Steven Tyler is one of the most persistent and recognizable names in rock music. The man's hosted American Idol and also managed to sing both the best son ever featured in a movie abd the worst song ever in a movie: "Dude (Looks like a Lady)" and "I Don't Want to Miss a Thing" from Mrs. Doubtfire and Armageddon, respectively.
But the man isn't just known for belting out rock classics and looking like a mop with multi-colored hair extensions: he's also got a charitable streak in him. The musician is associated with eight separate charities, including one he founded himself: Janie's Fund.
If the name sounds familiar, it's because it comes from Aerosmith's hit 1989 song, "Janie's Got a Gun." The track tells the tale of a young woman who finally takes revenge on her father after years of abuse.
Janie's Fund is dedicated to improving the lives of abused and neglected girls, not only by raising awareness, but also by providing funding so women can access services and support programs that will assist them in healing from their trauma.
One such example is a new safe haven Tyler opened in Memphis, TN on a sprawling 82-acre compound called Janie's House.
Tyler donated half a million dollars to help renovate the Youth Villages Bartlett campus. At a scarf-cutting ceremony — instead of a ribbon- cutting — Tyler explained what led him and his organization to open the home, and also the inspiration behind the song that started it all.
While seeking help for his drug addiction in a treatment facility, Tyler befriended several young women who shared stories of the emotional and physical abuse they sustained for years. Haunted by their tales, he wrote a song in their honor.
Years later, he founded Janie's Fund, and now he's partnering with Youth Villages to bring relief for young women and children all over America.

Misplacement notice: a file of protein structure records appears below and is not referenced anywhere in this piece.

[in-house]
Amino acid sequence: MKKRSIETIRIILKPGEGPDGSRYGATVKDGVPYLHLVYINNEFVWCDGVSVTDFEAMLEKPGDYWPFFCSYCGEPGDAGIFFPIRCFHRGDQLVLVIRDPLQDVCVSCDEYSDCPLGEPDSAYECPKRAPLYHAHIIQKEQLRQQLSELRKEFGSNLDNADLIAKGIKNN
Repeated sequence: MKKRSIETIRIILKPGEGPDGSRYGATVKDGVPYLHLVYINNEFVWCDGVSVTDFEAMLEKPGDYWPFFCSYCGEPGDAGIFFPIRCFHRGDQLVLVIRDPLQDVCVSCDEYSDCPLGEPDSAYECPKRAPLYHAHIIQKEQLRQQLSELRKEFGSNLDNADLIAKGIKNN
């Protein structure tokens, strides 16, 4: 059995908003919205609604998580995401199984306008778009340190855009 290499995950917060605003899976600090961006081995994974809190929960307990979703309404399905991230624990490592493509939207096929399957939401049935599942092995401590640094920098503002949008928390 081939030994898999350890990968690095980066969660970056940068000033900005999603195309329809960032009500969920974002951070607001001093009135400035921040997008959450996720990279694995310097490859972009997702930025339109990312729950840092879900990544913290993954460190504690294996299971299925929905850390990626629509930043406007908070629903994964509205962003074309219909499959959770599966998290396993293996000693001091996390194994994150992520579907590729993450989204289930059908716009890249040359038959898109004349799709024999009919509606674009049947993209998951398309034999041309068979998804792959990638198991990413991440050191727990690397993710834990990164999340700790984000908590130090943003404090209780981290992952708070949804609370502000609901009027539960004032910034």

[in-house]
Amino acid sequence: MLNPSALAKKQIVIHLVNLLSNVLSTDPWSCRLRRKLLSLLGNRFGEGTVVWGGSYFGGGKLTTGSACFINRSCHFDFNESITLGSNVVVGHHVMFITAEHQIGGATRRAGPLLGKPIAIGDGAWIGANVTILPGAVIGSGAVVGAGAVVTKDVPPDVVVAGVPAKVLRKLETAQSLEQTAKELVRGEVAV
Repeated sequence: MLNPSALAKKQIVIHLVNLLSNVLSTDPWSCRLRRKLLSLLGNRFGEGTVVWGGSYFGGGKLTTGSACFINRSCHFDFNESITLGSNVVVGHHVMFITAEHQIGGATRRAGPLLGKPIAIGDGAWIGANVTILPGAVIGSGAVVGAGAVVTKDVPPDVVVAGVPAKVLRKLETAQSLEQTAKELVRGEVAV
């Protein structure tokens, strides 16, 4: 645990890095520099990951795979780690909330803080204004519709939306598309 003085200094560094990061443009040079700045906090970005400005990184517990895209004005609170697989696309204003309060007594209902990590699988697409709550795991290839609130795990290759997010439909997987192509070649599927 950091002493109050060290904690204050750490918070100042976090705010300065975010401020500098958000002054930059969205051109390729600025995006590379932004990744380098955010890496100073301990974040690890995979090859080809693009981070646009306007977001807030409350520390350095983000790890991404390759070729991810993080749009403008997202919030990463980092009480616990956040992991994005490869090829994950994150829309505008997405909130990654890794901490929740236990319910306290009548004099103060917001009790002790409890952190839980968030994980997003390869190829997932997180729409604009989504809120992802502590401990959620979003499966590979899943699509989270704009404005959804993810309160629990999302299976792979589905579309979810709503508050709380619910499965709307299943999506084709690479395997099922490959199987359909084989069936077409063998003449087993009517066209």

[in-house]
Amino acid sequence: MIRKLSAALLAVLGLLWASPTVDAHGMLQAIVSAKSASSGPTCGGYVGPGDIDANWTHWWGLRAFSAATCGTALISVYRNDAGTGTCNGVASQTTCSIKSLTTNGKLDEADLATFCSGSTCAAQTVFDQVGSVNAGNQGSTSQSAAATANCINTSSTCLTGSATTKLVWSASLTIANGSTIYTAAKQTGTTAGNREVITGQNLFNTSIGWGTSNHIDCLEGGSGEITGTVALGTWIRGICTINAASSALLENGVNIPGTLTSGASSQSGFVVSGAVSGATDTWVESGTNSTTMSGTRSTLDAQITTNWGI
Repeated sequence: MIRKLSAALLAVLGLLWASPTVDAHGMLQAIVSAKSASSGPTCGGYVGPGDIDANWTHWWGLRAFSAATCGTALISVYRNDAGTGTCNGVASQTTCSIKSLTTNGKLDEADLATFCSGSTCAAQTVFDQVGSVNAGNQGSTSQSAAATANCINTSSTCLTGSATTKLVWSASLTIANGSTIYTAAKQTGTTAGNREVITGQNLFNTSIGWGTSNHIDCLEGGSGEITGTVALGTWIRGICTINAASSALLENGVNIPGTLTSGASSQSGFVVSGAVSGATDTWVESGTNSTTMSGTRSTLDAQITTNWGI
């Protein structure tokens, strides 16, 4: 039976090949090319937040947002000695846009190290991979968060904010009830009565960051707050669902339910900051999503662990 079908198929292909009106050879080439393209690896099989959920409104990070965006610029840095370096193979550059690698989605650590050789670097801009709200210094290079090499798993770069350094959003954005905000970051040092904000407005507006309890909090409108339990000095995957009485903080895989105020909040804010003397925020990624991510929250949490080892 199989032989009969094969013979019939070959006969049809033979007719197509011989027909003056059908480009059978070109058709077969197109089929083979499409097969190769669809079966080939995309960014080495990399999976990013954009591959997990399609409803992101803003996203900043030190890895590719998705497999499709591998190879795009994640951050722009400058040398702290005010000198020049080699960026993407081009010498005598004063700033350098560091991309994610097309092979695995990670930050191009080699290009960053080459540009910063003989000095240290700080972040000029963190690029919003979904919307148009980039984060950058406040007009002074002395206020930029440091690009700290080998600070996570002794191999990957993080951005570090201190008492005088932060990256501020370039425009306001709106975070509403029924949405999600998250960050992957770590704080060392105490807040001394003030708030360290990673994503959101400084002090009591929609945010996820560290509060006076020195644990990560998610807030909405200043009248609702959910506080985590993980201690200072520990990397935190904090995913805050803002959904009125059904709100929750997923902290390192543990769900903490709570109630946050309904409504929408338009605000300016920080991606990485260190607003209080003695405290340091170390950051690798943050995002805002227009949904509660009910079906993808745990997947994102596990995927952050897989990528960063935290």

The home not only serves as a physical safe haven for women, but also as a "hub" to help raise awareness. 14 girls at a time can be fostered in the home and 26-30 annually on average will receive assistance. There's no time limit for how long girls can stay in the safe space.
Since its inception, Janie's Fund has raised over $4 million, and the home in Memphis is the second physical space built to serve women escaping abusive living situations. The first home was opened in 2017 in Atlanta, GA. A third is planned to open in Las Vegas before the end of this year.
The rocker has a somewhat marred past when it comes to the treatment of young women, though. In 2011, memoirs from a former girlfriend, Julia Holcomb, revealed some sordid details about their relationship.
Holcomb, who was 16 at the time, was dealing with a particularly destructive family situation. She was in a car accident that injured her and killed her brother and grandfather. Her father cheated on her mother and ran out on the family. Though her mother eventually remarried, her stepfather was an alcoholic who was eventually committed to a mental institution.
Steven met Julia and had her parents sign over guardian rights to him and soon Julia was officially his ward. He then told her he wanted to start a family with her and that they were going to get married and conceive a child together.
The marriage never happened, and after leaving Julia alone to go on tour (without any money to live on while he was away), the rocker returned and forced her to getting an abortion at five months pregnant. I'll spare you the sordid details, but you can read her heartbreaking essay here if you want the full story.
Julia's tale gives a whole new outlook on Janie's Fund and the work Steven is doing for abused and neglected women. While it doesn't erase what he's alleged to have done in the past, perhaps his charity work now is a way of trying to make amends.
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